The Making of Americans, the Teaching of English, and the Future of Culture Studies

Spivak, Gayatri C.

I was interested to find that, although "Constitutional Convention," "constitutional monarchy," and "Constitution of the United States" were three items listed under "What literate Americans know" in Professor E. D. Hirsch's provocative book Cultural Literacy, the Constitution was not an index entry. In other words, constitutional matters did not form part of Hirsch's own thinking in the making of his argument. There is nothing in his index between "Conservatism" and "Constructive Hypothesis." It is my opinion that, if one is going to speak for or plan for that complicated thing called an "American," one must think of his or her relationship to the Constitution. In this part of my paper, I consider the argument of the brilliant reinterpretation of the Constitution in Professor Bruce Ackerman's forthcoming book Discover the Constitution. Ackerman's understanding of the Constitution is dualist and exceptionalist. The dualism is between normal everyday politics where We the People are not much involved, and the great exceptional moments in political practice--constitutional politics -where We the People are mobilized and involved in the process of change through higher lawmaking.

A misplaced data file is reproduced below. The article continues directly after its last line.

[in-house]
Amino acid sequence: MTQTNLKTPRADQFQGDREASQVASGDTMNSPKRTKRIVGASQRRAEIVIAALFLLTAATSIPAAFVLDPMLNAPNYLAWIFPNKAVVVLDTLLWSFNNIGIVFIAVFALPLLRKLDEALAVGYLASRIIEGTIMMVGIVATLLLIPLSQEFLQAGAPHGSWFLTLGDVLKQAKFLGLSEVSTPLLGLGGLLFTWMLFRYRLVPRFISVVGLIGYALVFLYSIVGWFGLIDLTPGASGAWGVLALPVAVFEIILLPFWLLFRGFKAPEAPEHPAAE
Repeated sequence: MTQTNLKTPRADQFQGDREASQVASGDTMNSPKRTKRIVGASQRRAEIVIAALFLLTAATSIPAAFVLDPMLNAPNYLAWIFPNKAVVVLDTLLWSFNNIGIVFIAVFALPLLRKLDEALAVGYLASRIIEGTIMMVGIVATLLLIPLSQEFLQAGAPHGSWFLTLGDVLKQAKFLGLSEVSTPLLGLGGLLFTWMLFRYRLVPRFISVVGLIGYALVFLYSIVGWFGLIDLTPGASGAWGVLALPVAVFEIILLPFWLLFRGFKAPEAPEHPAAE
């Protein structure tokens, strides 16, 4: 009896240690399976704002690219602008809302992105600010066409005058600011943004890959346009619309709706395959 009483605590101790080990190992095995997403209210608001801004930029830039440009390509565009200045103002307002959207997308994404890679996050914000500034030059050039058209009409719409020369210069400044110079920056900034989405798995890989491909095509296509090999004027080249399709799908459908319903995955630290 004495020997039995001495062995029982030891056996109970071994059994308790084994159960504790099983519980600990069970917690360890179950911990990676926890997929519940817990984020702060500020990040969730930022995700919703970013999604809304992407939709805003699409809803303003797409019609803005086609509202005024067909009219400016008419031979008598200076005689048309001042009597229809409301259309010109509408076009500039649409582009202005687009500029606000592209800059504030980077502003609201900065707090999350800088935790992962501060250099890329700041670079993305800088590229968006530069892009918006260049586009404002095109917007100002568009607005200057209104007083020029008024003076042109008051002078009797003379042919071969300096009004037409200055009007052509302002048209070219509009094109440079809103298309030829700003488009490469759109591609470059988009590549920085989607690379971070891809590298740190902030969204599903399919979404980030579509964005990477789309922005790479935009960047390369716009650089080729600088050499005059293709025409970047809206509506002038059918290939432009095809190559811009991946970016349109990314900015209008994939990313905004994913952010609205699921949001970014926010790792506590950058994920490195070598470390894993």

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New Literary History

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English and Comparative Literature
Johns Hopkins University Press
Published Here
March 17, 2015